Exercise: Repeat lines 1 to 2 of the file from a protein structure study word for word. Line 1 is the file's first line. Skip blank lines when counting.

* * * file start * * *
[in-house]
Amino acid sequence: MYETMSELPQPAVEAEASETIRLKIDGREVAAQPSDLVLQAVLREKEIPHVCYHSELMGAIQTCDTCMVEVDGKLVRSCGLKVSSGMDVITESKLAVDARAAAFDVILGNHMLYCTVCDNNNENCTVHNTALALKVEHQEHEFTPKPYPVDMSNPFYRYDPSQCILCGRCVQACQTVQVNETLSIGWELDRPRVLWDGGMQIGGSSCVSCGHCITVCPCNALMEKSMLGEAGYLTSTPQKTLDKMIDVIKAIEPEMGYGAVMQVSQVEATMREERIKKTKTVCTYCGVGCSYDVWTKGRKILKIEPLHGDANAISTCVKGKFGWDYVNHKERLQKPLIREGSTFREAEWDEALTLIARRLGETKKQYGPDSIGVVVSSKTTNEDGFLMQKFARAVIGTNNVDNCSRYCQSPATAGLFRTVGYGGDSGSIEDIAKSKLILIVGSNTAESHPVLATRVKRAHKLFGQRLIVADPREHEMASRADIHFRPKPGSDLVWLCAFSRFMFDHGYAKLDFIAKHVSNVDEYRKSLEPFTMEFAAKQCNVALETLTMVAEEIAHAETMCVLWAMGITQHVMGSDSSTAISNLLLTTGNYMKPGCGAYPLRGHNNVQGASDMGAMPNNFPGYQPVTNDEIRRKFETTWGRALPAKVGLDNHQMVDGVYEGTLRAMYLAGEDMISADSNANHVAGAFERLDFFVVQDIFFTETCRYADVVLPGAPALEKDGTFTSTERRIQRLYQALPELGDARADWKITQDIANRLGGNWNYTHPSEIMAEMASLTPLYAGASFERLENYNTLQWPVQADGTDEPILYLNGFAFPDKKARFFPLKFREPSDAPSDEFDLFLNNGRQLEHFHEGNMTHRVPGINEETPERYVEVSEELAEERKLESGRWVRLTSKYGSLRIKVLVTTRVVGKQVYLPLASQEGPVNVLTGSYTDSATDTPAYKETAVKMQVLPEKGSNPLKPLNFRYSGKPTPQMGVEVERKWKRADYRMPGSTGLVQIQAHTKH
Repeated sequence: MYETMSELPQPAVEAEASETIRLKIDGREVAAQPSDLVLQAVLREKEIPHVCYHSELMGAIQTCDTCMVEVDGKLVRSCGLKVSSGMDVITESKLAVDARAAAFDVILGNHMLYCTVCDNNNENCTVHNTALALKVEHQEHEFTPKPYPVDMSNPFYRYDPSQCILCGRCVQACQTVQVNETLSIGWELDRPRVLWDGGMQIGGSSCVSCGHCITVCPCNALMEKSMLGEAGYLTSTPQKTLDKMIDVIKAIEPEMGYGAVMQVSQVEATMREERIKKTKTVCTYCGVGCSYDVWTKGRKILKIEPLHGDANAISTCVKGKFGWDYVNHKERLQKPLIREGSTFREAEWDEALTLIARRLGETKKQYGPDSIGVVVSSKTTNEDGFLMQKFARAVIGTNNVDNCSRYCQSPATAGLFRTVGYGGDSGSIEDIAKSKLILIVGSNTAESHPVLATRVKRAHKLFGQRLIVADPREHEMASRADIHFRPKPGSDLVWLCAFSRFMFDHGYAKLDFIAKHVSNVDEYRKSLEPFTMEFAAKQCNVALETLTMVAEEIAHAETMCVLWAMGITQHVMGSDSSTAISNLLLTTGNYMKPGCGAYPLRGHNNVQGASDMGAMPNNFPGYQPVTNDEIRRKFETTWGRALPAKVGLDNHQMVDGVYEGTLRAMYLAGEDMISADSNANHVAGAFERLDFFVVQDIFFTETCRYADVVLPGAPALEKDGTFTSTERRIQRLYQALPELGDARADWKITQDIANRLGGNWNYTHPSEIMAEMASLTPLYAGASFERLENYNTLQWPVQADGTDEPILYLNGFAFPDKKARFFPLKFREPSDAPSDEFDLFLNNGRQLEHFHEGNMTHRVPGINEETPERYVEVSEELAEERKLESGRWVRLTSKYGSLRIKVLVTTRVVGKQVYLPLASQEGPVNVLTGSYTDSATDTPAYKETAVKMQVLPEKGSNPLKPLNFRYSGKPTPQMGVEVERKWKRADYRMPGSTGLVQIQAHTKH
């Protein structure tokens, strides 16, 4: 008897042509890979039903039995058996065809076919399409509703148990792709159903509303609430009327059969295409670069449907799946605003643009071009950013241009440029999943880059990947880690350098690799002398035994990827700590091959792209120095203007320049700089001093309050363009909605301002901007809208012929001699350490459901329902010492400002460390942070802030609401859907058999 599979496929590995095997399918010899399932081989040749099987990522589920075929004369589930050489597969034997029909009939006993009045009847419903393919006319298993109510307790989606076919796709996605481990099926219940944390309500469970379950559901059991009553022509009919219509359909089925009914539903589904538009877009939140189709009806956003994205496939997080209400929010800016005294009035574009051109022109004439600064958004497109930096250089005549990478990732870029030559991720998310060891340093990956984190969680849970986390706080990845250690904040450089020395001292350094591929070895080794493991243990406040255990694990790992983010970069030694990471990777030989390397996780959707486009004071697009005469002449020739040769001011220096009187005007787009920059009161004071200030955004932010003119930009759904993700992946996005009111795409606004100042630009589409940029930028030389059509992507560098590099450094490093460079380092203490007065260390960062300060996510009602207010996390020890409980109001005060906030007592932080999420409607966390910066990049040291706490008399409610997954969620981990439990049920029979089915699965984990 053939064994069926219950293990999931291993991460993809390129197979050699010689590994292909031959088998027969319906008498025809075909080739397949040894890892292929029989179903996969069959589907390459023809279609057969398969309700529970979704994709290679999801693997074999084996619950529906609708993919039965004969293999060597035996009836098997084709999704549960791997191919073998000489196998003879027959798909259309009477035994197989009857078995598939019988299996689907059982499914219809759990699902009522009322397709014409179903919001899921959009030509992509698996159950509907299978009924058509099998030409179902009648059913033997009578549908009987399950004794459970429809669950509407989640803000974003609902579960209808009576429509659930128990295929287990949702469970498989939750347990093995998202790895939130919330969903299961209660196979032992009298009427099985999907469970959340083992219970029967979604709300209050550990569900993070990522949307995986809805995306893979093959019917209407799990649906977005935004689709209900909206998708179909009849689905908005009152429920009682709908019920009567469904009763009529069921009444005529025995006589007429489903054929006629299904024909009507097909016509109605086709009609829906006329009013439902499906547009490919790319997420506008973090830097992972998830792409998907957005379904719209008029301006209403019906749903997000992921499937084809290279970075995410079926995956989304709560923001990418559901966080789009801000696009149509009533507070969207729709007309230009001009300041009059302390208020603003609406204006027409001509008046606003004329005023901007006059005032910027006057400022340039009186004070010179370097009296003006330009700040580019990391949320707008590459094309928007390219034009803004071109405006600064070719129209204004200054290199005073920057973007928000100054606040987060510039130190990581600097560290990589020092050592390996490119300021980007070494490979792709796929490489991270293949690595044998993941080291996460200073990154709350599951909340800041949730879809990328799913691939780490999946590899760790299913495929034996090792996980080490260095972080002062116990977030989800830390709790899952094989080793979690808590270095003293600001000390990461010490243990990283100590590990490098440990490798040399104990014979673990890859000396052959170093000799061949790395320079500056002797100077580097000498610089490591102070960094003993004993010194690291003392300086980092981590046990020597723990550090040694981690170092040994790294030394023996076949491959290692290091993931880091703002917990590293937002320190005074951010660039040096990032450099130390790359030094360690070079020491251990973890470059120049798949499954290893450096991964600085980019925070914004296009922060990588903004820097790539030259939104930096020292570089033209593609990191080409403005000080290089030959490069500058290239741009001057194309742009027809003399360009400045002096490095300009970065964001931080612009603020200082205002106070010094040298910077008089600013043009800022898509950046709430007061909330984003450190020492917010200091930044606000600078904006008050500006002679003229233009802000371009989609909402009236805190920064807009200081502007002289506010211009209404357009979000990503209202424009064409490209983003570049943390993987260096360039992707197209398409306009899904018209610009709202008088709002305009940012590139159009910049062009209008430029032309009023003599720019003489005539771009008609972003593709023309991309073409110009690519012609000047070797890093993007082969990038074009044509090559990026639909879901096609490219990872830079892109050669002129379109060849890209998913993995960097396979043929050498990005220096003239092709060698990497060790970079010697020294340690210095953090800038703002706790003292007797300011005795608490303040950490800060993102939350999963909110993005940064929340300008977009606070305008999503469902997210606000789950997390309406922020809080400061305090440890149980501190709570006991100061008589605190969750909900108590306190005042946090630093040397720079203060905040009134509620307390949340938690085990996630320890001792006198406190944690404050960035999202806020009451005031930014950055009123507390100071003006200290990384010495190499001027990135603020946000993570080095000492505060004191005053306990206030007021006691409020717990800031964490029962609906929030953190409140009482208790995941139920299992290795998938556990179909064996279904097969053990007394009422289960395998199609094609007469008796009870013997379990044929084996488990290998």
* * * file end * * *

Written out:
[in-house]
Amino acid sequence: MYETMSELPQPAVEAEASETIRLKIDGREVAAQPSDLVLQAVLREKEIPHVCYHSELMGAIQTCDTCMVEVDGKLVRSCGLKVSSGMDVITESKLAVDARAAAFDVILGNHMLYCTVCDNNNENCTVHNTALALKVEHQEHEFTPKPYPVDMSNPFYRYDPSQCILCGRCVQACQTVQVNETLSIGWELDRPRVLWDGGMQIGGSSCVSCGHCITVCPCNALMEKSMLGEAGYLTSTPQKTLDKMIDVIKAIEPEMGYGAVMQVSQVEATMREERIKKTKTVCTYCGVGCSYDVWTKGRKILKIEPLHGDANAISTCVKGKFGWDYVNHKERLQKPLIREGSTFREAEWDEALTLIARRLGETKKQYGPDSIGVVVSSKTTNEDGFLMQKFARAVIGTNNVDNCSRYCQSPATAGLFRTVGYGGDSGSIEDIAKSKLILIVGSNTAESHPVLATRVKRAHKLFGQRLIVADPREHEMASRADIHFRPKPGSDLVWLCAFSRFMFDHGYAKLDFIAKHVSNVDEYRKSLEPFTMEFAAKQCNVALETLTMVAEEIAHAETMCVLWAMGITQHVMGSDSSTAISNLLLTTGNYMKPGCGAYPLRGHNNVQGASDMGAMPNNFPGYQPVTNDEIRRKFETTWGRALPAKVGLDNHQMVDGVYEGTLRAMYLAGEDMISADSNANHVAGAFERLDFFVVQDIFFTETCRYADVVLPGAPALEKDGTFTSTERRIQRLYQALPELGDARADWKITQDIANRLGGNWNYTHPSEIMAEMASLTPLYAGASFERLENYNTLQWPVQADGTDEPILYLNGFAFPDKKARFFPLKFREPSDAPSDEFDLFLNNGRQLEHFHEGNMTHRVPGINEETPERYVEVSEELAEERKLESGRWVRLTSKYGSLRIKVLVTTRVVGKQVYLPLASQEGPVNVLTGSYTDSATDTPAYKETAVKMQVLPEKGSNPLKPLNFRYSGKPTPQMGVEVERKWKRADYRMPGSTGLVQIQAHTKH